Research Scientist Plant & Food Research
Arran has been involved in wheat research for over 35 years, beginning his career with the Wheat Research Institute in 1982. He has been involved with BIRT for about 25 years. His focus has always been on cereal science, specifically relating small scale testing to industry performance.
Arran presented on his research into holes in bread, a problem that has increased in recent years and affected both New Zealand and Australia. The problem is with white and grain but not meal products and Arran says it is not a simple one with a simple solution but a complex and detailed issue. Arran’s research has led him to the conclusion that there is an issue with the flour which may take some years to resolve. In the meantime he recommends bakers reduce the problem by paying attention to the details of their production process. Arran used a series of photos and video clips to show various elements of the production process which may cause damage to the dough and lead to holes in the finished bread product.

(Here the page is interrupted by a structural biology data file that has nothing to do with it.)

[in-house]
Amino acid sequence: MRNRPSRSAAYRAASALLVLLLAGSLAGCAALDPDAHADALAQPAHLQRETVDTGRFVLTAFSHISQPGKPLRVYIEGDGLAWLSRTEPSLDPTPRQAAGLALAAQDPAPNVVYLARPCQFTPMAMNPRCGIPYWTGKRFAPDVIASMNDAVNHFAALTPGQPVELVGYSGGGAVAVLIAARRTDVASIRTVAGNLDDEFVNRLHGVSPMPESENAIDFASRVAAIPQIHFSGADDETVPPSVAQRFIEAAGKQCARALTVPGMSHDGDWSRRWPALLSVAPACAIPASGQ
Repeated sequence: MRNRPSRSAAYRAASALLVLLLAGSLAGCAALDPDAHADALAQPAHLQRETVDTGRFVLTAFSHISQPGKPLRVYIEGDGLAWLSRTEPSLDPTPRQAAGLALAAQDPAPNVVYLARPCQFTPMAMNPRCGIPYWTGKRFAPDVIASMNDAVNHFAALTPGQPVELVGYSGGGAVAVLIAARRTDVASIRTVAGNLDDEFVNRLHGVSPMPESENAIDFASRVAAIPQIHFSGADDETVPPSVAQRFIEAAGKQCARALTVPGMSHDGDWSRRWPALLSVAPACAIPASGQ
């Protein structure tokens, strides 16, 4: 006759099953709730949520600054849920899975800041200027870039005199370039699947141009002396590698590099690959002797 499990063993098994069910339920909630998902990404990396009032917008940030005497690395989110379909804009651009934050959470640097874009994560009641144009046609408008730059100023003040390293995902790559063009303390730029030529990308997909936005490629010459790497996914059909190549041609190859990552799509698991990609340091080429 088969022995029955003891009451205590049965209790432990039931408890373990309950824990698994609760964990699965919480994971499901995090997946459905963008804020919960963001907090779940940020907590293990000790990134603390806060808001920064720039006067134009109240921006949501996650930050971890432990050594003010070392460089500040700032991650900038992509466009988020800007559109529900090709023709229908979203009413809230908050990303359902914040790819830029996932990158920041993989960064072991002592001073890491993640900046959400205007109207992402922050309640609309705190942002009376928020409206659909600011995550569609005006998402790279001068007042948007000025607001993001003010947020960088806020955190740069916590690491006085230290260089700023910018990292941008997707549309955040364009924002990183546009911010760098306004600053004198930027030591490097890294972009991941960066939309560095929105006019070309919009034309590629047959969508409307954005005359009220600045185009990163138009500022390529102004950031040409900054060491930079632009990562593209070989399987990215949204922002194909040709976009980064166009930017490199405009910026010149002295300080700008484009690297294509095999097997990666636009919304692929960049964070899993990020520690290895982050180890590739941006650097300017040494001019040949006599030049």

“There is recognition within arable, milling and baking industry that flour properties need to change. Breeding objectives are under review. New tests are actively being investigated. This includes small scale breeding tests and new cultivar pre-release pilot scale tests that better mimic industrial production.” For now, he says the main focus must be on being gentle with the dough.